Previously, we talked about influencer marketing, which is a combination of old-school PR and word of mouth, with a technology twist. Today, anyone can create a position of authority, build a community around them and, as a result, be an influencer.
There are the influencers we’ve always known, like athletes and actors, but more interesting and more potentially valuable to the average brand are the micro-influencers. These subject matter experts may have relatively small followings (could be as few as 500 or as many as half a million) compared to The Rock or Kourtney Kardashian. But to the people who follow them, their advice, point of view and recommendations carry significant weight.
Most of them are not “celebrities” in the traditional sense. They’re a 14-year old boy who reviews technology for teens, they’re a fitness coach who works with busy moms, or they’re an accountant who helps other accountants build their practice. That’s part of their charm—they feel accessible and ordinary enough that we can relate to them, their choices and their life.
The value of the influencers is not really their follower count. It’s the depth of credibility and connection they have with their audience. It’s very much like when your best friend recommends a movie or restaurant. Because it came from them (word of mouth), you want to check it out. Today’s channels (podcasting, blogs, Instagram, YouTube, etc.) create that sense of intimacy and confidence between themselves and their audience. So whether they have 500 followers or 500,000, the key is that their followers actually pay attention and take action, based on their content.
If you’re ready to dip your toe into this marketing tactic, there are some things you should keep in mind to maximize your investment and avoid trouble.
Follow the FTC rules: The FTC views having a celebrity or influencer endorse your product or service as an advertisement, even if no money exchanged hands. Whether you give them a free sample, or you pay them for using your product in a photo, the influencer must disclose that they are being compensated. It doesn’t have to be a lengthy disclaimer. It can be as simple as a hashtag (like #sponsored), or it can be a sentence or two that explains the relationship.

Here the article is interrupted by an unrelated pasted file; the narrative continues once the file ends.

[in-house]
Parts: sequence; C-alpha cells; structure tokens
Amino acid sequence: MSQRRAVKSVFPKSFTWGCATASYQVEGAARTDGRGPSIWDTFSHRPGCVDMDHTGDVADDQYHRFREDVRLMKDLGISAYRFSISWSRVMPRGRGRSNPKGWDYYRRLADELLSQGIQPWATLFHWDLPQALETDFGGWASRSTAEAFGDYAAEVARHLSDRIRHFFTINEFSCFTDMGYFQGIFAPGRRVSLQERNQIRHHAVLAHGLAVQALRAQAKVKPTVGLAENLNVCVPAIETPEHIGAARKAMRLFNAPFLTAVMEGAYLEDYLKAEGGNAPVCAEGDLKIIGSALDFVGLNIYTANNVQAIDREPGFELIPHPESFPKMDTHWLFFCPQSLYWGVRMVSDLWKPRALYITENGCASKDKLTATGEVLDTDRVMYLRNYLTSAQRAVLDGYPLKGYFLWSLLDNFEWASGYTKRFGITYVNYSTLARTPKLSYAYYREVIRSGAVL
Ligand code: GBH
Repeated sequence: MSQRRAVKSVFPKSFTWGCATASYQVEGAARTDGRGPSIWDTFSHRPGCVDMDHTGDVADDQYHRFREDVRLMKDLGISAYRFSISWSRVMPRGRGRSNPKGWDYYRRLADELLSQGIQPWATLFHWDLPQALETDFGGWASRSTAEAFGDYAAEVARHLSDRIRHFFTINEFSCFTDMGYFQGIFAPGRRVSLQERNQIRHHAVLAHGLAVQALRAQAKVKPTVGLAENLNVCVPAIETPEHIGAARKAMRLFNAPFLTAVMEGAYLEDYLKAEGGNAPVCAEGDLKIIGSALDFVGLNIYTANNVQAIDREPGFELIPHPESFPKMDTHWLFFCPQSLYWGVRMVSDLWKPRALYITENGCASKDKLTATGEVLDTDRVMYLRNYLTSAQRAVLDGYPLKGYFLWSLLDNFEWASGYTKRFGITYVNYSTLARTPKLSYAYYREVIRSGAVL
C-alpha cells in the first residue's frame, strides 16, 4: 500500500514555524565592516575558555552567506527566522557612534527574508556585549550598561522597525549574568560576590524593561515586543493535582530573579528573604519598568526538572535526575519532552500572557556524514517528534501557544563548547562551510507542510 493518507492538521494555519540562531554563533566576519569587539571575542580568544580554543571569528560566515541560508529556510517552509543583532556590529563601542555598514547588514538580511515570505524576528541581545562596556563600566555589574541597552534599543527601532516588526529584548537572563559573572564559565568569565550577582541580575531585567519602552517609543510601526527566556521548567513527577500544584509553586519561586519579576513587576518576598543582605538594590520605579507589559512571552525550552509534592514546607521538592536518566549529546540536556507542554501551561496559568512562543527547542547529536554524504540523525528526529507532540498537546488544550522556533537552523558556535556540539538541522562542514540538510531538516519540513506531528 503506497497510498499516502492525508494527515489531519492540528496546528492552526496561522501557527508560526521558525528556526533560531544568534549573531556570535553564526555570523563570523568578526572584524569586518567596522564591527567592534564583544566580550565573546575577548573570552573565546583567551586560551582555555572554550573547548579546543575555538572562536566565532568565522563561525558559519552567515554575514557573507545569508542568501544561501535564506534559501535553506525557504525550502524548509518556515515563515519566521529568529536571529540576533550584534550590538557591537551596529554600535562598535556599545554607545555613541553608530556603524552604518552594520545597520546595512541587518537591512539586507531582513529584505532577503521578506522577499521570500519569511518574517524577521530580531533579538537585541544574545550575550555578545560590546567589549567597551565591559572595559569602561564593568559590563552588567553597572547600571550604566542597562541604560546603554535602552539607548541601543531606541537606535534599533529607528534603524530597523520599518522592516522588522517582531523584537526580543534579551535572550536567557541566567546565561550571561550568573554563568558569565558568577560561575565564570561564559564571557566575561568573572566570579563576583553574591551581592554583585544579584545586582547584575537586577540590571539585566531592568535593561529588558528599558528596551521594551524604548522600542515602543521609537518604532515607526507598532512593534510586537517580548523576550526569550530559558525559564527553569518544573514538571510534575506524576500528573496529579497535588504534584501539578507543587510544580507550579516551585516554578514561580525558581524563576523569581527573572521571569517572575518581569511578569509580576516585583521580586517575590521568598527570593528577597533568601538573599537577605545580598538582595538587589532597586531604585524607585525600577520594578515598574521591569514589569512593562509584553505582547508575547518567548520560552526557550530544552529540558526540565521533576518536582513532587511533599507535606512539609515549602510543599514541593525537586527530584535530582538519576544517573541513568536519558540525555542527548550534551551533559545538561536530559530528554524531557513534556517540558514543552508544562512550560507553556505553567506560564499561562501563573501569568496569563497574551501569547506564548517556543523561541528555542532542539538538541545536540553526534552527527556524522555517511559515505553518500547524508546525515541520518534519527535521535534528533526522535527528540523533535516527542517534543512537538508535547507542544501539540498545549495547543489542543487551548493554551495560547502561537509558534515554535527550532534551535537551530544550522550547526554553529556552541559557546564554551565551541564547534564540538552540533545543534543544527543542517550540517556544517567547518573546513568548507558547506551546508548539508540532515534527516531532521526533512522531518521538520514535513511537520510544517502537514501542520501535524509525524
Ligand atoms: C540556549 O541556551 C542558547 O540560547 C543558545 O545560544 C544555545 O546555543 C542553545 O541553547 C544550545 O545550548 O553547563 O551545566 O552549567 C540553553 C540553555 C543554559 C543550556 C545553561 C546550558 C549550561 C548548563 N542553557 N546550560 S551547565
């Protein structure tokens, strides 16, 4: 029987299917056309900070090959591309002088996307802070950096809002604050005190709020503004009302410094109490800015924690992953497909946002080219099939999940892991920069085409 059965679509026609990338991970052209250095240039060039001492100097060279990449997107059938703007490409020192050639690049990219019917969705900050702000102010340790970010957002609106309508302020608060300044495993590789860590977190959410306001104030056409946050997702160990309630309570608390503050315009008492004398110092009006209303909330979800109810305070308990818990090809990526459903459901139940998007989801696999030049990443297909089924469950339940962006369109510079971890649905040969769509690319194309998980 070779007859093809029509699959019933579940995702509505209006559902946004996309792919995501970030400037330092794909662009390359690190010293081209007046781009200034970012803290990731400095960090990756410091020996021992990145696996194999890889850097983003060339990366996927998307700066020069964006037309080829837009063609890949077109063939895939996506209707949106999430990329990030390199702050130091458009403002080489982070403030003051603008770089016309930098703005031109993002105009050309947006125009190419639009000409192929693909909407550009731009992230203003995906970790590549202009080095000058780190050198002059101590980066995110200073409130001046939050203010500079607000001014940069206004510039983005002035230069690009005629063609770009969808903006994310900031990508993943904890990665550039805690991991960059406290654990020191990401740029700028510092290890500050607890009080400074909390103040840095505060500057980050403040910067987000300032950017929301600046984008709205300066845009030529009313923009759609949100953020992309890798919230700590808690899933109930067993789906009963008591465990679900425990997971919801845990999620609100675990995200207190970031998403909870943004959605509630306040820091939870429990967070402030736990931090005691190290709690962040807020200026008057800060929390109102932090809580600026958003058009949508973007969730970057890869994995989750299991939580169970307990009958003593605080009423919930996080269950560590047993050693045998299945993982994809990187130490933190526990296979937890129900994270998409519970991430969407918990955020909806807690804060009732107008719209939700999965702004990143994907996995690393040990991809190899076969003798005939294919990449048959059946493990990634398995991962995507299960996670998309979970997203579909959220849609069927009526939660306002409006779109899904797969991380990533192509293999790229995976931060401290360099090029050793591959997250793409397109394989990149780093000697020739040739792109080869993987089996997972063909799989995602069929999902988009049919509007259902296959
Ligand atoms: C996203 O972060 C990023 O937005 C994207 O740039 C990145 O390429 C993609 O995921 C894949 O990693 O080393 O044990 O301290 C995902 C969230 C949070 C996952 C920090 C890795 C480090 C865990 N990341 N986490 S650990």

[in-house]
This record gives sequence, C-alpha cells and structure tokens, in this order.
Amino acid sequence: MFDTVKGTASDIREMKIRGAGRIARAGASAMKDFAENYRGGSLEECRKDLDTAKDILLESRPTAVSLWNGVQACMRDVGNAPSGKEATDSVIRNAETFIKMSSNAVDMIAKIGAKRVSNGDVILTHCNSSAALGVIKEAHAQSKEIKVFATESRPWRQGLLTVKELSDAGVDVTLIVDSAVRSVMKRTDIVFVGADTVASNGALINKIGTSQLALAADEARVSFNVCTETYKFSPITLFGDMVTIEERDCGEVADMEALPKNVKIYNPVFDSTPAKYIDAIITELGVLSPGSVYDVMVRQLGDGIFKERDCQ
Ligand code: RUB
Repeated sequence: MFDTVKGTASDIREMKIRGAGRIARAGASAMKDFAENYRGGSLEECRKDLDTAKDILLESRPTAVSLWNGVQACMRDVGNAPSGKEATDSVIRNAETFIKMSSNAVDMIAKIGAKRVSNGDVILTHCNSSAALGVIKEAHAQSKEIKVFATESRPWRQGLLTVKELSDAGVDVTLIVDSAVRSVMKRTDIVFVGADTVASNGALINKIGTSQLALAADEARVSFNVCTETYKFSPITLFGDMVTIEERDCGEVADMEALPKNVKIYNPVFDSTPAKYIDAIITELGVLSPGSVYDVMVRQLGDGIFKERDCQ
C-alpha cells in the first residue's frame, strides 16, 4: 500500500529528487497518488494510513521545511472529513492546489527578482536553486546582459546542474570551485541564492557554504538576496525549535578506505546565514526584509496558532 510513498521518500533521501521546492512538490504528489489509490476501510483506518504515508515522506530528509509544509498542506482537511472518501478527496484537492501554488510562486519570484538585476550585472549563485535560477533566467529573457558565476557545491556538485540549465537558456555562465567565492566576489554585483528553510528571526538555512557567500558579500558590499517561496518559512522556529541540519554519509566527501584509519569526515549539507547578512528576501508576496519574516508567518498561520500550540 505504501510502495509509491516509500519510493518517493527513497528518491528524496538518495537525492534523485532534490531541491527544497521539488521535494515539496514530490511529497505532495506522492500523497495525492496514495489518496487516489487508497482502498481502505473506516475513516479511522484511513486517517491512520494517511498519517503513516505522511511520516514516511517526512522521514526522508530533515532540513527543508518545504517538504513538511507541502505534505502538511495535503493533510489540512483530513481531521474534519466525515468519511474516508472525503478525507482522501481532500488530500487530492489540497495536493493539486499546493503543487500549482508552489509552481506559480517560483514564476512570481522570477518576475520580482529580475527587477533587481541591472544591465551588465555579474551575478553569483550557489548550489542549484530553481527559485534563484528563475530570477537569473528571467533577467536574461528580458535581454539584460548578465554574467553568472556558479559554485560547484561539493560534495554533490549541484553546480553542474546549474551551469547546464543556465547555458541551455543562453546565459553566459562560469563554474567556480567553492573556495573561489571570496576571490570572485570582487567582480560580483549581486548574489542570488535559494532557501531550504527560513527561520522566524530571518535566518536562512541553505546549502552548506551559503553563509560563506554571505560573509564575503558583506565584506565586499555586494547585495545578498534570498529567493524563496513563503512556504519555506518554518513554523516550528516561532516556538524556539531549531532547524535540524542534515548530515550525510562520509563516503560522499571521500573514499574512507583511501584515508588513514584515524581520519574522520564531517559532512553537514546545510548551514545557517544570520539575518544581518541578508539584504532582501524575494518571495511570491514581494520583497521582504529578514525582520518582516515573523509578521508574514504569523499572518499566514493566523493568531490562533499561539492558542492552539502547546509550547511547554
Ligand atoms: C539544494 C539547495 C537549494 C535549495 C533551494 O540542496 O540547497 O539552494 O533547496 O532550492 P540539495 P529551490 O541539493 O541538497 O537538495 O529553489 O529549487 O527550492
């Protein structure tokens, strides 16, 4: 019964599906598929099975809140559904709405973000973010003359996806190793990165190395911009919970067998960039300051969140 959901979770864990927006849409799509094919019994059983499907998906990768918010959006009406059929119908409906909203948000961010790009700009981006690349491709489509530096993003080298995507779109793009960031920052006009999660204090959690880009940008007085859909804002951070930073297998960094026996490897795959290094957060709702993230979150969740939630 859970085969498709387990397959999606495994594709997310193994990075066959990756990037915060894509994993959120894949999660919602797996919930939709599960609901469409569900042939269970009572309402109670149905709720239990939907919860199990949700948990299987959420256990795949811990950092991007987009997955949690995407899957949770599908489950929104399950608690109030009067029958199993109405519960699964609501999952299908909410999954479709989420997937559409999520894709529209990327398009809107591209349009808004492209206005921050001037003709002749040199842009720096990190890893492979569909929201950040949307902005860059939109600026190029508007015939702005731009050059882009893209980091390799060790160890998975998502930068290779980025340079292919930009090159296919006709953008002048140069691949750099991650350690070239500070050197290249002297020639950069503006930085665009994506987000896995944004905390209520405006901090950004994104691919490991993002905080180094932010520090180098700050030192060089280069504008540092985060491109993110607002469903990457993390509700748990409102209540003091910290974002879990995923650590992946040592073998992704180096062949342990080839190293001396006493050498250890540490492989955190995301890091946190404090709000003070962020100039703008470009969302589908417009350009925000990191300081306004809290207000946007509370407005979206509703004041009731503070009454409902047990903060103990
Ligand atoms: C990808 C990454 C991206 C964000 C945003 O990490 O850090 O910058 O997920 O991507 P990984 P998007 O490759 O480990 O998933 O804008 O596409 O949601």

The trick to this is, you’re responsible even though you are not creating the content. You need to make sure the influencer is following the rules by monitoring what they are publishing. If they’re producing a series of blog posts, the disclosure must be on every post, not just the first one.
Be creative with your content: While the FTC views influencer marketing as advertising, it really shouldn’t be constructed to look like an ad. Work with the influencer to make the content interesting and useful, rather than use them posing with your product or endorsing your service. Have them tell a story and have your brand be a character in that story.
Reviews, demonstrations, an on-going series showing your product through some sort of evolution or a giveaway contest are all ways you can increase engagement with the influencer’s audience and encourage them to go from reading about you to wanting to learn more or even sample what you sell.
We are just at the beginning of this trend, and there’s nothing to suggest this is a short-term opportunity. No matter what you sell, this is a new twist on a tried and true tactic that is even better than it was initially. In the old days, a celebrity endorsed a product to everyone. Today, an influencer talks directly to the people you want to connect with and makes that introduction.